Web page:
Systemic racism has also resulted in various environmental disparities for racialized communities in urban areas. The Canadian government warns of the dangers of urban heat islands, areas which amplify warm temperatures due to an excess of paved surfaces and lack of green space [24]. Populations more at risk for heat-related illness include Indigenous people, newcomers to Canada, and poor people [24]. The systemic effects which cause higher poverty rates among racialized people [25] and a lack of heat-protecting infrastructure in poor neighborhoods combine to make racialized Canadians more vulnerable to rising heat waves. (Because of Canadian astronomy’s connections to the U.S., it is also worth noting that the long-lasting effects of racist redlining in many U.S. cities have resulted in heat islands being centered on predominantly Black neighborhoods there [26, 27].) In addition to heat, pollution is another major health issue in urban centers. Similar to Pictou Landing, there are many cases of polluting sites being built near Indigenous or Black communities in urban areas (e.g. “Chemical Valley”, ON [28] and Africville, Nova Scotia [29]). These compounding environmental effects can cause serious health problems in marginalized communities, such as higher cancer rates and respiratory issues [28, 30], increased heat-related illnesses [30], poisoning from high levels of dangerous materials in water sources (e.g. Grassy Narrows, ON [31]), and worse pregnancy outcomes faced by Black mothers [U.S. data, 32]1.

The disproportionate effect of the climate crisis on racialized communities is exacerbated by the casual and systemic racism often present in predominantly-white environmental circles and the policies put forth by them. An important example of this is the centrality of the overpopulation argument to many Western approaches to the climate crisis, including in scientific circles [33]. While regularly debunked by public health scholars with the topical expertise in this area [34,35,36], racist origins and implications have been used to advance racist policies in the name of environmental sustainability [37,38]. This interplay has acted to shift the blame from the consumption of the Global North and casts the blame on the Global South, including some of the very populations that are most susceptible to the effects of the climate crisis.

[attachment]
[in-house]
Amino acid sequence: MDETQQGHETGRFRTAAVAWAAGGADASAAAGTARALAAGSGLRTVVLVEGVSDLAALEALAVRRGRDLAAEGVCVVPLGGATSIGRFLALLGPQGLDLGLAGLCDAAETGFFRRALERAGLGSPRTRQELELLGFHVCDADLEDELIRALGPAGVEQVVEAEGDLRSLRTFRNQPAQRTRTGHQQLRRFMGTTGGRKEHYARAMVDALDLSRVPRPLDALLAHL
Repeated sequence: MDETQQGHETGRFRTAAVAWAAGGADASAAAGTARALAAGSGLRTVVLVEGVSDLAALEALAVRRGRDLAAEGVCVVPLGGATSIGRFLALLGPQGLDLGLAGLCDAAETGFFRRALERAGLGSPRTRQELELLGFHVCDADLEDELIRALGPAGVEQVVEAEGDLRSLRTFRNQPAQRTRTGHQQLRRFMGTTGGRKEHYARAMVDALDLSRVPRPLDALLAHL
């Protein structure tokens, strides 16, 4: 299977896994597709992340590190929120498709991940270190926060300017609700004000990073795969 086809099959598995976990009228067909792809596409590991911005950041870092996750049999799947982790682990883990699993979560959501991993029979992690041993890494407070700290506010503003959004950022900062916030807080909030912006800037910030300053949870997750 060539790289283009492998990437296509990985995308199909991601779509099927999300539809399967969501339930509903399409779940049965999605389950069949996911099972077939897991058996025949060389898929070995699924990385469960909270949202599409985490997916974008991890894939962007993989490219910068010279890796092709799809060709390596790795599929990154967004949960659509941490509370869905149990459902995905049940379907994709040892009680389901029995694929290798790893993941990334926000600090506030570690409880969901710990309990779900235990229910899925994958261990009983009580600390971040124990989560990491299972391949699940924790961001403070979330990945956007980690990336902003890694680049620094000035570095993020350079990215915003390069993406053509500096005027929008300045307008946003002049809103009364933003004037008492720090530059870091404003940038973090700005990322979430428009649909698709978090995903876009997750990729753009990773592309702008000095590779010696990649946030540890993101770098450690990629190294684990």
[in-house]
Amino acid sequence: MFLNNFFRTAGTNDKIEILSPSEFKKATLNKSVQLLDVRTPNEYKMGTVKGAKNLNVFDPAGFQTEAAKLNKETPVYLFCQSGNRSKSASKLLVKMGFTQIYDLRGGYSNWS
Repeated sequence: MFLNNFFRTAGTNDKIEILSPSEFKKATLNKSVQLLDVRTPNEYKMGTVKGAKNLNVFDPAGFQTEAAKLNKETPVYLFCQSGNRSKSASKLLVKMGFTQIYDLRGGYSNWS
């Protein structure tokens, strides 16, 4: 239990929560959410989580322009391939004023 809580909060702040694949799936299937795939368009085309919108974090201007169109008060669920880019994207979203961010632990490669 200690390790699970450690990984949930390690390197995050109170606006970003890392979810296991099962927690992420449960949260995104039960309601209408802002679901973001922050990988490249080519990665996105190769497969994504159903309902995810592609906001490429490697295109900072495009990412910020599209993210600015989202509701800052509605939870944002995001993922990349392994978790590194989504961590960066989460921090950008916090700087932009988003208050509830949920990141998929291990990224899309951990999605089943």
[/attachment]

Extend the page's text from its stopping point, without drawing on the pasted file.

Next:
Therefore, although the climate crisis will affect everyone to some extent, it is important that we recognize how global and local histories of racism and colonialism factor into the equation. Those of us with the privilege to be relatively insulated from environmental damage — at least for now — must especially examine our environmental impact and our complicity in systems of oppression. In doing so, it is essential that we learn from the BIPOC leaders who have historically spearheaded the movement for environmental justice like Dr. Robert Bullard and the Rev. Benjamin Chavis [39] and listen to the young voices, such as Makasá Looking Horse, who are taking the reins [40]). In our next article, we will examine how Canadian astronomy has benefitted from and continues to partake in white supremacist systems while also contributing to environmental injustice. We will discuss how to change the status quo, considering issues such as respect for Indigenous land rights and frequency of academic flights.

1Canada doesn’t require collection of race-based health data, an issue which has gained awareness during the Covid-19 pandemic (
The general taboos around studying the effects of race in Canada partially explain why there are fewer available resources on environmental racism here than in the US.


  34. Rosling, H., Rosling Rönnlund, A. and Rosling, O., 2019. Factfulness. Paris: Flammarion.

CATAC Update on the Thirty Meter Telescope

By / par Michael Balogh (CATAC Chair)
(Cassiopeia – Autumn / l’automne 2020)

The COVID-19 pandemic and the ongoing discussions with all stakeholders about site access continue to delay the start of TMT construction, and in mid-July the TMT International Observatory announced that no on-site construction activity would take place this year. However, progress continues to be made on technical components, including development of instrumentation. A notable milestone was the interim Conceptual Design Review of the Wide Field Optical Spectrograph, held in July. This review provided important guidance on the work and planning needed to bring it to a full Conceptual Design level. In addition, over the summer several critical systems completed their Preliminary Design phases and are now ready to move into Final Design. These include the Engineering Sensors System, the Instrumentation Cryogenic Cooling System, and the Optical Cleaning System.